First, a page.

Almost seven percent of Americans live below half the poverty line
Nationwide, around 20.5 million Americans — or 6.7 percent — qualify as being among the poorest of the poor. For 2010 figures, that equates to a personal income of less than $5,570 annual or $11,157 for a family of four. Double those prices and you have what the US Census says is the actual poverty line — and a total of 46.2 million Americans can claims that’s where they stand.
The 6.7 percent marks not just an increase in the poorest of the poor, but one of statistical and historical importance. The year 2009 saw only 6 percent of America’s population being within that range, but the newest figure actually puts the percentage at the highest it has ever been since the United States Census Bureau began tracking the data 35 years ago.
The latest figures take into account national figures, of course, so some parts of the US see a smaller concentration of impoverished than others. In other locales, however, the statistics are astounding. In Washington DC, for example, the proportion of people below half of the poverty line is at 10.7 percent.
Washington is perhaps the most fitting example of a metropolitan region where the poorest of the poor — more than one-in-ten Washingtonians — provides a bizarre contrast with the wealth found elsewhere in the nation’s capitol. As RT reported last week, the 5.6 million residents in the metro DC region combined bring in around $221.4 billion each year, making it the wealthiest region in America. The average annual income of the DC-area surpasses that of any other region in America, yet DC is also in the top spot for having the most very poor.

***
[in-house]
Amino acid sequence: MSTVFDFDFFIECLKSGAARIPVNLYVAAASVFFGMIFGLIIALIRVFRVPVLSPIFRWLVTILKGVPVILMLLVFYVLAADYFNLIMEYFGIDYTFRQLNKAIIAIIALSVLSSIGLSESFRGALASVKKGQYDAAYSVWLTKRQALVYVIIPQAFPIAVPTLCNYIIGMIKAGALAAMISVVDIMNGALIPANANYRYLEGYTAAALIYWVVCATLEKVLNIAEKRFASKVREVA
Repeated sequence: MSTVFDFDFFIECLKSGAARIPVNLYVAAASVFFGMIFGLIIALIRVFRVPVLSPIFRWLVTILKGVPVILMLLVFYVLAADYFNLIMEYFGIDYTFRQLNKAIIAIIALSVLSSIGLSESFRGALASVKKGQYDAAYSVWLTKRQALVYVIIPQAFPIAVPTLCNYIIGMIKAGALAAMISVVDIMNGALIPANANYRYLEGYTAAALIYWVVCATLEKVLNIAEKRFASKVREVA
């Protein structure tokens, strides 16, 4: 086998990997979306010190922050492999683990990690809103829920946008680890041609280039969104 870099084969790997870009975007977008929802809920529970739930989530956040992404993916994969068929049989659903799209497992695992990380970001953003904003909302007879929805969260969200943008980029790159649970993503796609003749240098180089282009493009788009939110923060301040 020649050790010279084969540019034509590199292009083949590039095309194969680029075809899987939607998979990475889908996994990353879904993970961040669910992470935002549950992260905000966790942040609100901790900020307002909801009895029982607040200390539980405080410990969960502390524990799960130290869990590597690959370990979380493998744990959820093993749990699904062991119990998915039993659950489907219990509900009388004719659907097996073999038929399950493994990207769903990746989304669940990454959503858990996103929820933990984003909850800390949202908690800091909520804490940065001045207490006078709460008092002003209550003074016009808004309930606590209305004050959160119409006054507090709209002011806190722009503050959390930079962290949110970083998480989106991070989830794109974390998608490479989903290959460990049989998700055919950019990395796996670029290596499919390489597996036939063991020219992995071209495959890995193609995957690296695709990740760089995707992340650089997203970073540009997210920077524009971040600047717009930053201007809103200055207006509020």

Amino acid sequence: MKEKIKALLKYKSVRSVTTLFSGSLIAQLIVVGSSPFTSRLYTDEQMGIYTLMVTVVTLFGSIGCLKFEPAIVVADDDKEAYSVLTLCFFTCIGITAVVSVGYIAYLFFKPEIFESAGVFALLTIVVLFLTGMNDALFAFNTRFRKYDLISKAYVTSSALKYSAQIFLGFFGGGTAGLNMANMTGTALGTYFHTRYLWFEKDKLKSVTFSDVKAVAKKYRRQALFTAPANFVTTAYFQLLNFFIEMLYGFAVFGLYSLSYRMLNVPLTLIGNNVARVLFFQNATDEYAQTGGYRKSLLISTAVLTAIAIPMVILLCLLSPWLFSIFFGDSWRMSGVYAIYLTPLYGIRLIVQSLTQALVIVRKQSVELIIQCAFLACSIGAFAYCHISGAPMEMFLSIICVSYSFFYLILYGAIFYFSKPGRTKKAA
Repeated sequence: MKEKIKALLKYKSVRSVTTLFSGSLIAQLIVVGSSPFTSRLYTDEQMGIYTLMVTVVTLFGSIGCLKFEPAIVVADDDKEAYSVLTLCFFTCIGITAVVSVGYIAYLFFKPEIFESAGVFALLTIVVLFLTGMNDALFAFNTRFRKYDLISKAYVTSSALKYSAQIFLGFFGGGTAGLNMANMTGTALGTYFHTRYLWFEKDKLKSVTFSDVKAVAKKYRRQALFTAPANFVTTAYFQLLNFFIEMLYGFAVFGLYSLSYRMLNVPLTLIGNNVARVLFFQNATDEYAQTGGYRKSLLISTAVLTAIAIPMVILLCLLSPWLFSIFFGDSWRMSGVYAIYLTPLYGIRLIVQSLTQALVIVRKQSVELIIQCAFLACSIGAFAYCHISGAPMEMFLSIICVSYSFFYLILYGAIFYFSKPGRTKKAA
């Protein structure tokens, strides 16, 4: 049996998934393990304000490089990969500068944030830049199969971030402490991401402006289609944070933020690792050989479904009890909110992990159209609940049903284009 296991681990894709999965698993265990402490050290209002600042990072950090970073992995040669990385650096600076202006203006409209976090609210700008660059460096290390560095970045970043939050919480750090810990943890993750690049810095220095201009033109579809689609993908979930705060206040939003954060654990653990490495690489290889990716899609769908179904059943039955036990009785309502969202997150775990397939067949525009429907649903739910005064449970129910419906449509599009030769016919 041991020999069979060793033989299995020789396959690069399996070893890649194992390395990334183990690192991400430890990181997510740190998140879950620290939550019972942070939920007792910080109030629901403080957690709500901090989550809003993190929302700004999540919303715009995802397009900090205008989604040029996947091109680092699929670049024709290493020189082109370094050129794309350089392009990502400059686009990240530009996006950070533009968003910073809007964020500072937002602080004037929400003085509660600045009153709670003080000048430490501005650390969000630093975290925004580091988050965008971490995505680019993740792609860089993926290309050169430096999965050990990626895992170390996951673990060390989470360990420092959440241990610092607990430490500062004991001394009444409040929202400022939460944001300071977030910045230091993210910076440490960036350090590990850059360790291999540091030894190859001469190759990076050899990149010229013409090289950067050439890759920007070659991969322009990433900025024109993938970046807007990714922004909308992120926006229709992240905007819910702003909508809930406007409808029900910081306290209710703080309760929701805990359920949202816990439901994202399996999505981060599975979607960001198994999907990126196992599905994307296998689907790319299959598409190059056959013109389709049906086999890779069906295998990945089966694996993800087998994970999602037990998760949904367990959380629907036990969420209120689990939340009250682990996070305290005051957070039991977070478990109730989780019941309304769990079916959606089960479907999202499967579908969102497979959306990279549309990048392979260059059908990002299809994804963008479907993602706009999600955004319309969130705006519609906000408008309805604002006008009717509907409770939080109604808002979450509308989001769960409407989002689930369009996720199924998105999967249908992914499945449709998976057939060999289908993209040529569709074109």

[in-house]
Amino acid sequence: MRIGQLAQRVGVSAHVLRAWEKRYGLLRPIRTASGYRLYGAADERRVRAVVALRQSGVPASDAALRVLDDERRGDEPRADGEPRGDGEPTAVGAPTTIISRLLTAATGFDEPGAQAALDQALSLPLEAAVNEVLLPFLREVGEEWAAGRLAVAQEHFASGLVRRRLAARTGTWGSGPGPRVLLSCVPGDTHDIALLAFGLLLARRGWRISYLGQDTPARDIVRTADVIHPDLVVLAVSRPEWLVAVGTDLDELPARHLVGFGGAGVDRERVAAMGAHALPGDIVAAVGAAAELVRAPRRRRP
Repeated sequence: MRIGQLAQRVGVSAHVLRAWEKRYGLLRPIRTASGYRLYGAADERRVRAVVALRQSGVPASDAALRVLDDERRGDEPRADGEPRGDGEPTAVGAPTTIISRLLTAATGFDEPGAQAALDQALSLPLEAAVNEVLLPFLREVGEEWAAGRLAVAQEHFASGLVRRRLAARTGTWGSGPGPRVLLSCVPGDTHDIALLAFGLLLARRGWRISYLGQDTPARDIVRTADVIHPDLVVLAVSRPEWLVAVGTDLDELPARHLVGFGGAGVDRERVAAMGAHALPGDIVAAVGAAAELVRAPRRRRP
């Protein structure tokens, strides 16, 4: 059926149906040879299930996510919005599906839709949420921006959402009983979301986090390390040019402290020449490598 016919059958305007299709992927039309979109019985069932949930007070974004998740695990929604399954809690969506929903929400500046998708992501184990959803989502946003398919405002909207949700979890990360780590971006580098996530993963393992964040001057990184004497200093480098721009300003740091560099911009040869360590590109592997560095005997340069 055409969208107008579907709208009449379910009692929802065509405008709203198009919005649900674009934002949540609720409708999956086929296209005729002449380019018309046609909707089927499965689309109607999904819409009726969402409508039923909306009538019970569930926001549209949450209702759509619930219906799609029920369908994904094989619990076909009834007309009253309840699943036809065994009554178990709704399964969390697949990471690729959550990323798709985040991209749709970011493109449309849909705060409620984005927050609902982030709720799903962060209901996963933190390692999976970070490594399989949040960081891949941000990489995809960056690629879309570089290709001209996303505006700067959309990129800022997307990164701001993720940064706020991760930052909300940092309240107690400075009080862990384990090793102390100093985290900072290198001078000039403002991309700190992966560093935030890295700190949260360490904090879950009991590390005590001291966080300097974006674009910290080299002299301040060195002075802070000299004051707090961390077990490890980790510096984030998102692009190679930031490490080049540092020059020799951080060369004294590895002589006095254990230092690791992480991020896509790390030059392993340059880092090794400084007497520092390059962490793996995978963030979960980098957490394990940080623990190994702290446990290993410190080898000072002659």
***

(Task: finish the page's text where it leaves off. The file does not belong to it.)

Second and third on the list this year are Mississippi and New Mexico. The AP reports additionally that Nevada saw a surge in poverty in recent years, with the percentage of people living below half of the poverty line going from 4.6 percent in 2009 to 7 percent in 2010.
From coast-to-coast, every state is being affected. Of the 50 states and the District of Columbia, 40 states also saw increases in the poorest of the poor when compared with 2009 numbers, and no state in the entire country saw a decrease.
"There now really is no unaffected group, except maybe the very top income earners," Robert Moffitt or Johns Hopkins University tells The Associated Press. "Recessions are supposed to be temporary, and when it's over, everything returns to where it was before. But the worry now is that the downturn — which will end eventually — will have long-lasting effects on families who lose jobs, become worse off and can't recover."
Though the US government says that the last recession has officially been over for two years, the aftermath is still evident in not just these statistics but across the board. Consumer confidence in October was at the lowest it has been since the heart of the recession in early 2009, and the median household income, adjusted for inflation, has dropped 6.7 percent in the last two years.